Acts 1:11, part 1

A long verse.  In this post we'll look at the introductory phrase, and a question.

οἳ καὶ εἶπαν Ἄνδρες Γαλιλαῖοι, τί ἑστήκατε ἐμβλέποντες εἰς τὸν οὐρανόν; οὗτος ὁ Ἰησοῦς ὁ ἀναλημφθεὶς ἀφ' ὑμῶν εἰς τὸν οὐρανὸν οὕτως ἐλεύσεται ὃν τρόπον ἐθεάσασθε αὐτὸν πορευόμενον εἰς τὸν οὐρανόν.

The first three words include the first verb:

 οἳ καὶ εἶπαν 

Εἶπαν - 'they said' - is a common form, used over 90 times in the New Testament.  It is the 3-P, aorist active indicative of . . . well, let's call it λέγω, as εἶπον is often listed as the third principal part (a second aorist) for that verb.  

The subject is οἵ, referring back to the two men in the previous verse.  This word can be thought of as a relative pronoun ('who said') or a personal pronoun ('they said'), depending on how it is rendered in English.

Then, a question:

 Ἄνδρες Γαλιλαῖοι, τί ἑστήκατε ἐμβλέποντες εἰς τὸν οὐρανόν;

The capitalization of Ἄνδρες is by convention, indicating the beginning of direct speech.  In this case, the two men are addressing the apostles.

Γαλιλαῖοι is often, but not always, capitalized as well.  Γαλιλαῖος, Γαλιλαία, Γαλιλαῖον is an adjective ('coming from Galilee, person of Galilee'), and the capitalization is by the same convention that gives us 'Minnesotan' from 'Minnesota'. 

Τί introduces the question.  Τίς, τί, with an accent, is often an interrogative pronoun ('who? what?), but when introducing a question it can also be used adverbially, to mean 'why?'.  

The accent on τί never changes to the grave.  Without an accent (τις, τι), the same spelling is used as an indefinite pronoun.

There are two verb forms in the question.  Ἑστήκατε is 2-P, perfect active indicative of ἵστημι, 'I stand, I make stand'.  Note that the rough breathing in principal part 1 translates to the rough breathing in ἑστήκατε, indicating that the initial ε is not an augment.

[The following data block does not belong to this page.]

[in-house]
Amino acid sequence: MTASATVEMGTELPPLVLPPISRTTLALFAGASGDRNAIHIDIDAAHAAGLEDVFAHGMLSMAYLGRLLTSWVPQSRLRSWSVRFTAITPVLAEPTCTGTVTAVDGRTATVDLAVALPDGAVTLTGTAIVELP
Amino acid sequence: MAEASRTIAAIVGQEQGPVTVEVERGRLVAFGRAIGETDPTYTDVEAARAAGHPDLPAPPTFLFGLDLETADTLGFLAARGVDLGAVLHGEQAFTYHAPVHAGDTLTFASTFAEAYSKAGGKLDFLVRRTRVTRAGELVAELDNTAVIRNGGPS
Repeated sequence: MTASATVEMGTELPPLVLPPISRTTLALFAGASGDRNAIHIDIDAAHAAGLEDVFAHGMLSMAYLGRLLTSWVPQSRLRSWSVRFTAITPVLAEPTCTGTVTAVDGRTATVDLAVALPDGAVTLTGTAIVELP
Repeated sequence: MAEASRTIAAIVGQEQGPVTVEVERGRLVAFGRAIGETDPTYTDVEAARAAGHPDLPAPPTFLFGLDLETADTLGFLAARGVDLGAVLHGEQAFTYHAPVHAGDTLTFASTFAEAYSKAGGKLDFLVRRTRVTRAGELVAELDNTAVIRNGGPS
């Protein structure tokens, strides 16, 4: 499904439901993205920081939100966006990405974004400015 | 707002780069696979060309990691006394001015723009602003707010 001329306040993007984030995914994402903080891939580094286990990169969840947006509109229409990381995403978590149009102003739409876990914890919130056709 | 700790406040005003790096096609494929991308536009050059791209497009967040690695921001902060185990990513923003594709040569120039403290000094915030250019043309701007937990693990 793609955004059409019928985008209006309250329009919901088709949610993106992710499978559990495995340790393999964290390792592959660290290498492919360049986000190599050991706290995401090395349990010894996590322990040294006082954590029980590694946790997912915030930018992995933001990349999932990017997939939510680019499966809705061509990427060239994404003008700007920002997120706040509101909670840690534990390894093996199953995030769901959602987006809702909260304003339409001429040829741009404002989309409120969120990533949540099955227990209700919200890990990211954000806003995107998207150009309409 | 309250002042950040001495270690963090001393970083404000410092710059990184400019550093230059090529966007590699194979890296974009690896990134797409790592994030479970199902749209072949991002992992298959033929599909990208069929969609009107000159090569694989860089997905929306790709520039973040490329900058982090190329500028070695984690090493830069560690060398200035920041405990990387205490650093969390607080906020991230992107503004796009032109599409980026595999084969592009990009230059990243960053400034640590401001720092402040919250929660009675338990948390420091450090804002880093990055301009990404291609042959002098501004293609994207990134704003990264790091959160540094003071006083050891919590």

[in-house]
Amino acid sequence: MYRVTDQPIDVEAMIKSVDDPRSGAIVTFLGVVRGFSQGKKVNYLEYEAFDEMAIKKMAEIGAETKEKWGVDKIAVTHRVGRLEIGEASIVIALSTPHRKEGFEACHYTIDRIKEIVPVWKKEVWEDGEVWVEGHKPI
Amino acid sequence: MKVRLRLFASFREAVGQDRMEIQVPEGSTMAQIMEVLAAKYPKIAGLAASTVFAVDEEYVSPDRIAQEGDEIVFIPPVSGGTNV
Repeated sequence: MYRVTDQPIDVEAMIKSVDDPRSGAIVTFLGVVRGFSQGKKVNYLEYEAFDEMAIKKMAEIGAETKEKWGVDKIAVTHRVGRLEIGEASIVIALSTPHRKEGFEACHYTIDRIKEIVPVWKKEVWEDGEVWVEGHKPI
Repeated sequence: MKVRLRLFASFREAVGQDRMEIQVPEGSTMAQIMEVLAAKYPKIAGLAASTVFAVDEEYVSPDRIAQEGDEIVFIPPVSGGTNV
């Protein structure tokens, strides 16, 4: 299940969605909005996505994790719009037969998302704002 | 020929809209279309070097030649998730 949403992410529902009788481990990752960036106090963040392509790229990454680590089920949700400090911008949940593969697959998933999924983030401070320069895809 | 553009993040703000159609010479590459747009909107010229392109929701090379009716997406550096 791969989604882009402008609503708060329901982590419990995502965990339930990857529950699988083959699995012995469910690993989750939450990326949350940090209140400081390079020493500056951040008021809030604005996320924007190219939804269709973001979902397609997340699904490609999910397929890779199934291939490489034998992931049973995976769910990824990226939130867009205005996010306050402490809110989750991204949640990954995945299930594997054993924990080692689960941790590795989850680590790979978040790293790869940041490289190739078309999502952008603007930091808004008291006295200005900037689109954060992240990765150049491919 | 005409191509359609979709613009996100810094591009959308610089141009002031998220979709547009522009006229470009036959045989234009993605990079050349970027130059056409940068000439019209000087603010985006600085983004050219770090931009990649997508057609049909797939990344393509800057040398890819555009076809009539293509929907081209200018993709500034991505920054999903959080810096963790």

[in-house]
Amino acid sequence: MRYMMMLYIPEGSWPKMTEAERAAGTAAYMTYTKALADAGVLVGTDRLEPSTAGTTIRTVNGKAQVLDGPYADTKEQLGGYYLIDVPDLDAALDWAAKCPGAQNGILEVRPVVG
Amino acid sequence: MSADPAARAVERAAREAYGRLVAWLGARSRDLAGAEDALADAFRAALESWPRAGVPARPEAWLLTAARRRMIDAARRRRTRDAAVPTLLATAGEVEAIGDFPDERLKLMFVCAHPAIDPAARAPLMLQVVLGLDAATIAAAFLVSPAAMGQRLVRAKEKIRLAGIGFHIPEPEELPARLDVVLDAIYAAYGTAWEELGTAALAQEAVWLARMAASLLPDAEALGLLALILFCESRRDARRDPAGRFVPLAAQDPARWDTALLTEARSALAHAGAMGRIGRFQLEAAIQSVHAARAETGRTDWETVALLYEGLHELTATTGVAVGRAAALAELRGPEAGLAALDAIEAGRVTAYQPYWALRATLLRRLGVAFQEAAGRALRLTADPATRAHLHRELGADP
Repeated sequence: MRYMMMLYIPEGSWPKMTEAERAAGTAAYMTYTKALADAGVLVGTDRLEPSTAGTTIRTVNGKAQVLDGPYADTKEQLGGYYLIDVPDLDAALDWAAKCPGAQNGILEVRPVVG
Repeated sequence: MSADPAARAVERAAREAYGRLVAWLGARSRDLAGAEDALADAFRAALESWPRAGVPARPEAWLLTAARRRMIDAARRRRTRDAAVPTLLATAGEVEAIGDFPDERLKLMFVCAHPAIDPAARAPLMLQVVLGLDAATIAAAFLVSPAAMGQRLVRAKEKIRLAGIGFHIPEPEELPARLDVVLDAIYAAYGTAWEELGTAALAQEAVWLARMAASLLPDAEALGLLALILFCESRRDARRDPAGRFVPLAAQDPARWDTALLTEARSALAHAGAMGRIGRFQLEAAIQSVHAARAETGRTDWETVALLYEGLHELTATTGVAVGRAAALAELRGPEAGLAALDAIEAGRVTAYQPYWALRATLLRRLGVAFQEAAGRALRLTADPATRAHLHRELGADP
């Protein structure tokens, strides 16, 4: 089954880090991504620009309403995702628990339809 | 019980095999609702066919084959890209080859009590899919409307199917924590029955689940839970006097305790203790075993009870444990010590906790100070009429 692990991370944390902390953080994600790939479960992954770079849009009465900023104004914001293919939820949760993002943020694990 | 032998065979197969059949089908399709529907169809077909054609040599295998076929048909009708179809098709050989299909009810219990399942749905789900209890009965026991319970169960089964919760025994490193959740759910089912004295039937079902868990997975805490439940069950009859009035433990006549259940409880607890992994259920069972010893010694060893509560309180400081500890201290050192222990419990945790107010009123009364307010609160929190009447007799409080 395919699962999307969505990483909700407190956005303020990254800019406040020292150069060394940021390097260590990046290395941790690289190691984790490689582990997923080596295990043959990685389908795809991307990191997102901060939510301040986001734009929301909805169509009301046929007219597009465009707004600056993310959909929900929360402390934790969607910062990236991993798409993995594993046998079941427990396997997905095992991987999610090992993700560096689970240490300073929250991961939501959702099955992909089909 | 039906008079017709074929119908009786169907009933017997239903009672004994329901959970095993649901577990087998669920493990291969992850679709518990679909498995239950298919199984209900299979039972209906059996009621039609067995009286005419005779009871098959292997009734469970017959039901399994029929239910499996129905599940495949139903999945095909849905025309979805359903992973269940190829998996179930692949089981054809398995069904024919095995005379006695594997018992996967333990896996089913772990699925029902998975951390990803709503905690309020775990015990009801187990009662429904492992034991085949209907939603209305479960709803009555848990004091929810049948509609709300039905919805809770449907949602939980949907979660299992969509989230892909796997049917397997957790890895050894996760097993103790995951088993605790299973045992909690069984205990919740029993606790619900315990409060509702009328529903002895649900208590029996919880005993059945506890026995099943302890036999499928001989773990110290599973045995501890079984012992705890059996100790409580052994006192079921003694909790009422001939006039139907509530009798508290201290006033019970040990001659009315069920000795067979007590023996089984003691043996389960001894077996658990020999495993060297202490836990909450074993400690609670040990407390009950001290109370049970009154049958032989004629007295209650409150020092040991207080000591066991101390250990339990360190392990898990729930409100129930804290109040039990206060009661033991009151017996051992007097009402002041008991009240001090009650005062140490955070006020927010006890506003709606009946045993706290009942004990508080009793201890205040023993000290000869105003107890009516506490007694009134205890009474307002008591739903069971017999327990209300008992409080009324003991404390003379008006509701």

Bλέποντες is a participle (masculine plural nominative, present active of βλέπω, 'I see') and completes the action introduced by ἑστήκατε:

why do you stand (ἑστήκατε) looking (βλέποντες)

The final part of the question is a straightforward prepositional phrase, explaining where the apostles are looking: εἰς τὸν οὐρανόν, 'into the sky'.

Monday, September 11, 2023

Acts 1:10, part 2 - the two men

Here is the entire verse again: 

καὶ ὡς ἀτενίζοντες ἦσαν εἰς τὸν οὐρανὸν πορευομένου αὐτοῦ, καὶ ἰδοὺ ἄνδρες δύο παρειστήκεισαν αὐτοῖς ἐν ἐσθήσεσι λευκαῖς

The apostles have been (presumably) gazing at Jesus as he rises into the sky.  The final phrase introduces a new subject and verb:

καὶ ἰδοὺ ἄνδρες δύο παρειστήκεισαν αὐτοῖς ἐν ἐσθήσεσι λευκαῖς

The verb* is παρειστήκεισαν, part of the complicated conjugation of the -μι verb παρίστιμι. Παρείστήκεισαν is a 3-P, active indicative of that rare beast, the pluperfect.